6. Good advice, also alternate your index and middle fingers when working the eighth notes. Also tune your bass before you start playing. Take a rest if either hand / arm / fingers feel uncomfortable. ( they are going for feel uncomfortable, since these are different muscles you are not use to using. Make sure the bass is at a comfortable, not hanging to low, and where there is no strain on your wrist when playing the lower register (near the tuning pegs). Remember that 30 minutes playing everyday is better than playing hours in a day once or twice a week.

    Anything from AC/DC back in black CD are good to learn for the beginner.
     
  7. charic

    charic

    Apr 17, 2006
    Cambridge
    Yeah thanks guys, my arm muscles are pretty used to the strain (keyboard is very similar in those aspects and was just as stressful cause i loved my speed lol) i can play money i just kinda forgot i could lol oh and yeah acdc back in black album is one of my faves im tryin to get rock and roll aint noise pollution down and its going well. Have you guys ever found that you can play much more complicated basslines if you write them yourselves? I have, i actually impressed the bassist to a band i engineer for when i was messin around on his bass (with permission of course, as i hate it when anyone touches one of my instruments without asking) he asked what i was playing lol and that it was really cool, he got the response of "i dunno, sumfin i made up" lol.
     
  8. Another good point above... it kills me to see how many guys have bad form, even the pros sometimes. If that bass is slung way down low, chances are you are damaging your left wrist and hand. If you are wearing the bass as a necklace, you are probably damaging your right wrist and hand. Learn to play in a position that allows you to keep your wrists straight, relax your arm muscles, and align your fingers to a comfortable playing position.

    Fatigue means back off practice times a bit. Any signs of tingling or numbness mean back off practice times and improve your form.
     
  9. charic

    charic

    Apr 17, 2006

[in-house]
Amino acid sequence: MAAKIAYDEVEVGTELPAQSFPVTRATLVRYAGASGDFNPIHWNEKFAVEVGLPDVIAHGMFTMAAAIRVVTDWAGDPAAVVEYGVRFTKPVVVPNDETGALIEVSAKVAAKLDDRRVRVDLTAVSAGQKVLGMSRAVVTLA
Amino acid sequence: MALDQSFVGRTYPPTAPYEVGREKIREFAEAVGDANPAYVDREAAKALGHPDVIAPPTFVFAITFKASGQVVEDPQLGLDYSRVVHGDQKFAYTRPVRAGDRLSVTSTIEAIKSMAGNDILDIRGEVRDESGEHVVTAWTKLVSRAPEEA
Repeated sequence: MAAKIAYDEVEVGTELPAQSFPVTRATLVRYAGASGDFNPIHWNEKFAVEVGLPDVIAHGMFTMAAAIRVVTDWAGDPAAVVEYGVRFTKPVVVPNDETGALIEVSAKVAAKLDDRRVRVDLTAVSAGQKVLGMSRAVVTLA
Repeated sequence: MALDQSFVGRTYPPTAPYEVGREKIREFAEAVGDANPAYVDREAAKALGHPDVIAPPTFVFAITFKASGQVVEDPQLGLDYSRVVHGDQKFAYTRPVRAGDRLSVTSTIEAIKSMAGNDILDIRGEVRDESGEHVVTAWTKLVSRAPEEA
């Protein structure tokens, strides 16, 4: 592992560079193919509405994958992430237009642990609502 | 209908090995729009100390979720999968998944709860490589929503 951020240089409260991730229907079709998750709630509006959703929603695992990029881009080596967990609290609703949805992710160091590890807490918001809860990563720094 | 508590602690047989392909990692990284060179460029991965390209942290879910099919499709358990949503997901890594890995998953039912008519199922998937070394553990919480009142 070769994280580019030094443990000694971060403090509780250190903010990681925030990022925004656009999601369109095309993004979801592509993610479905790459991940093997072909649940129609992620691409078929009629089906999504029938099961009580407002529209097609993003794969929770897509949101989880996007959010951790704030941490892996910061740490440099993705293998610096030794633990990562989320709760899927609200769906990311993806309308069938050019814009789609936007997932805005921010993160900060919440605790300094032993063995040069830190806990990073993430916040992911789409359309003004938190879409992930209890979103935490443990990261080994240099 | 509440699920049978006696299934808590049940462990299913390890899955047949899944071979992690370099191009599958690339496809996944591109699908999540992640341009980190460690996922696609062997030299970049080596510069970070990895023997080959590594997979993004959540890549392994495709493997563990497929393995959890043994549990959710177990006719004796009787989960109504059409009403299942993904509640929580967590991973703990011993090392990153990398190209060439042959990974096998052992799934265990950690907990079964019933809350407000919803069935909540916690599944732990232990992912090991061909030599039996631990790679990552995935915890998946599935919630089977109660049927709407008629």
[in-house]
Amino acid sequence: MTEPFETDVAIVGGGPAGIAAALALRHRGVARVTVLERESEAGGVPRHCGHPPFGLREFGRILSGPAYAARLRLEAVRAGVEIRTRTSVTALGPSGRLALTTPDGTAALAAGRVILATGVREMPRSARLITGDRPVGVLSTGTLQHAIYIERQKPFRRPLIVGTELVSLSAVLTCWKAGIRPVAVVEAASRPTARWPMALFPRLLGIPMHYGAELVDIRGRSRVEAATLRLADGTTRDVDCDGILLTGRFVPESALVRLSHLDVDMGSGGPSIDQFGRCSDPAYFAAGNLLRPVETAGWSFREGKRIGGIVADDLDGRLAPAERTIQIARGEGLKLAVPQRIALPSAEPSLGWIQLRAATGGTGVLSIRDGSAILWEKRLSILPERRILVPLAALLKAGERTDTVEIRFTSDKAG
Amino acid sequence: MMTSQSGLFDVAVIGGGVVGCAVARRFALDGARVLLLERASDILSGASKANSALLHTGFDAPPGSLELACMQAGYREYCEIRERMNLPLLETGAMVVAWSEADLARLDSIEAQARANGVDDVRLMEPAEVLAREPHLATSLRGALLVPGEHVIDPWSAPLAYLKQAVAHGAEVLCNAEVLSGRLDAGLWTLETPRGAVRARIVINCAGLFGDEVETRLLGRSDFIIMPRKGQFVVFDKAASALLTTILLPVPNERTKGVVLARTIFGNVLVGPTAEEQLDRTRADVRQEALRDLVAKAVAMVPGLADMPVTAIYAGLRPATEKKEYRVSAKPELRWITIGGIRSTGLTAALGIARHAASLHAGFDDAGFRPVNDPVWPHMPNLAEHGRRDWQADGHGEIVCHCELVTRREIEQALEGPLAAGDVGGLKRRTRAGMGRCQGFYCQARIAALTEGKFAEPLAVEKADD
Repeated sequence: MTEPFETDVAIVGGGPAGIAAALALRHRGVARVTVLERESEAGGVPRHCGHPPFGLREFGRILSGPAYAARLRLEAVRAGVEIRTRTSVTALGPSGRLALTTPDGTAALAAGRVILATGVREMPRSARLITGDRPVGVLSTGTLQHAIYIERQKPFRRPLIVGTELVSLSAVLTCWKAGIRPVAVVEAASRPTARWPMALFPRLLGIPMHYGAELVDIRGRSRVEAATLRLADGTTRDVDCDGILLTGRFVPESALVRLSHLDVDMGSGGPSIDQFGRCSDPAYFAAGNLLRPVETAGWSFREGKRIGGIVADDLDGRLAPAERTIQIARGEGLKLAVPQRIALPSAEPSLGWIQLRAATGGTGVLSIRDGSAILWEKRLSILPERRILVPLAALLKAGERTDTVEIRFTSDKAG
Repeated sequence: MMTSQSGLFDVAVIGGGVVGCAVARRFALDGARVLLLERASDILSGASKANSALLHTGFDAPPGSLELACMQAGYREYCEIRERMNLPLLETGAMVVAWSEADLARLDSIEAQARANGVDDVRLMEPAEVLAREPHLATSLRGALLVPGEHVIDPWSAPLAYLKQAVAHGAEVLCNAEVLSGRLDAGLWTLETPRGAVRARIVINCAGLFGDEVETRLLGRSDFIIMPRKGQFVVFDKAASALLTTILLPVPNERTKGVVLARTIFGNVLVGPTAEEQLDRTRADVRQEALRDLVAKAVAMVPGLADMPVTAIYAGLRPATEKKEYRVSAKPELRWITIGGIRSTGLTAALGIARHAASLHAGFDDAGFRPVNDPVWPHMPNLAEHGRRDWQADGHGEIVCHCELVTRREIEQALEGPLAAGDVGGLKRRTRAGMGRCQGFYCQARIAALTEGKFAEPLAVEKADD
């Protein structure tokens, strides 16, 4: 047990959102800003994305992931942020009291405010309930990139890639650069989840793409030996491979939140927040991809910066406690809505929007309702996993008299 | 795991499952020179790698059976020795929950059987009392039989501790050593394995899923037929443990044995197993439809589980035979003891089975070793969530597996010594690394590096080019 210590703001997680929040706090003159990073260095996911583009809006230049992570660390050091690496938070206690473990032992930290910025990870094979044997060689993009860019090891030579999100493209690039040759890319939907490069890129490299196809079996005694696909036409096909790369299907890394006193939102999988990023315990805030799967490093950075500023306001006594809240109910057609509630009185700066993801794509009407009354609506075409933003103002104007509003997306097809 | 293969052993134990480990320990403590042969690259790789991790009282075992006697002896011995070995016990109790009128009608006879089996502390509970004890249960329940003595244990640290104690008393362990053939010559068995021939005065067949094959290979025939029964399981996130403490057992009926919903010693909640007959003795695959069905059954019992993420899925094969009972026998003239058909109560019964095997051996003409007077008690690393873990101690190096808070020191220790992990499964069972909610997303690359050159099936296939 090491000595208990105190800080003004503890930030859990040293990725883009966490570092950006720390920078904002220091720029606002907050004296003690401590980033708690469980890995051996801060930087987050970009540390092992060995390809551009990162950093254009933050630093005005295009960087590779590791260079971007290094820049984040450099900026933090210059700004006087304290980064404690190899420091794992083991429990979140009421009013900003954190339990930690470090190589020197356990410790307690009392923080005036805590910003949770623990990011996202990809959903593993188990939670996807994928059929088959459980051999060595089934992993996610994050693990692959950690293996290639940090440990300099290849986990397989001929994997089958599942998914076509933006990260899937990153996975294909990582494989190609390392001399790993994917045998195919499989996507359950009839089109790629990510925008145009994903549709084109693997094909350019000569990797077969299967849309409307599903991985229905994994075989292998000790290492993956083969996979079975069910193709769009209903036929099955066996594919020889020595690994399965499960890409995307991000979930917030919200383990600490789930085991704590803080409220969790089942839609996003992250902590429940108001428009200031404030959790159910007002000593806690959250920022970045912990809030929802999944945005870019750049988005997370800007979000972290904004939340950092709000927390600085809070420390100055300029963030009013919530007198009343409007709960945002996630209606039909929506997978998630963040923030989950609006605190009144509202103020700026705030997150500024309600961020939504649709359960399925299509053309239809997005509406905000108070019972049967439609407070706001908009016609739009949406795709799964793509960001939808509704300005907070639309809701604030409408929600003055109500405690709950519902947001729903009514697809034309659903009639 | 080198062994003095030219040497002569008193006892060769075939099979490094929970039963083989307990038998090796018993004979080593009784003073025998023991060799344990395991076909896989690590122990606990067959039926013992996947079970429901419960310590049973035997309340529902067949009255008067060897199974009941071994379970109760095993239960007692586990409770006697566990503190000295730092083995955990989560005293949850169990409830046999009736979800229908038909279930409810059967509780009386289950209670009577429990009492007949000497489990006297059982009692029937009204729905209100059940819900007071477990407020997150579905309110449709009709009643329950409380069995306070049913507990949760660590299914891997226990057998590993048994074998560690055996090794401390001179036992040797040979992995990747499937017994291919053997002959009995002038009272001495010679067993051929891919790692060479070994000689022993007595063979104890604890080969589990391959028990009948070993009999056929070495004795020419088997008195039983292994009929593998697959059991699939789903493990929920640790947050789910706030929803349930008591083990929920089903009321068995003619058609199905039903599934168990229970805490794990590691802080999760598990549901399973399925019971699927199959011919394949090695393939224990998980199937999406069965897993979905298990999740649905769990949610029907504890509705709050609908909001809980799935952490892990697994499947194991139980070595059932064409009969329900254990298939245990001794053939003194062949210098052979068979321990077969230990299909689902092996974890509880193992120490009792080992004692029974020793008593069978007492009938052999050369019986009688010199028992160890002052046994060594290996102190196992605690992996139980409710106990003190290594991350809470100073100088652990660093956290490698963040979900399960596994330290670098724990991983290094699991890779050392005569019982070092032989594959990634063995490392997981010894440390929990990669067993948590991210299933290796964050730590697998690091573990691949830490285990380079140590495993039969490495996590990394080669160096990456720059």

Cambridge
    yeah ive noticed that the position of the bass makes a HUGE difference. I play with it about level with my waist which is comfotable with me as i can move around easily (walking and playing) and my hands are quite comfortable. Fatigue has not been a huge problem altho i had to find myself a decent strap and im still not quite happy with it to be honest but itll do for now
     
  10. I've noticed that I had, and some of my friends that I'm teaching, tend to bend the notes when fretting. Gives off a horrible sound. Definately make sure that you're not bending the notes. A bass out of tune makes the band out of tune.
    Sound sound sound. As they said: Make sure that all the notes have the same volume, length, and consistency.
    I suggest play with NO effects for a year at least, so you can get everything basic down. Hell, don't even play with effects.
    Know you're music theory. Knowing chords, progressions, etc. helps!

    This is a great place to learn about theory.

    When I started playing, I had the bass cranked, no mid, and an average amount of treble. That, I wish I hadn't done. I would have progressed more had I had the bass down, and the mid and treble up to hear how clean my notes were coming out.
    Definately work on picking, finger picking before going to slap and tapping. In reality, you're more likely to use the first two before the last two.
    Learn how to tune by ear. Tune your E string to E, and after that, tune the rest by ear. Once you learn how to do that quickly, you'll pick up notes in songs easier.
    Work on your OFPF (One Finger Per Fret.) Metallica's "Anesthesia (Pulling Teeth)" is a good work-out on the fingers.
    And that would be the information that I learned off of.
     
  11. charic

    charic

    Apr 17, 2006
    Cambridge
    Ill have a look at those songs, I have a grade five in theory, and im know looking deep in2 scales. I do use effects but only when playing either as a group or practicing those songs.

    Thanks! :D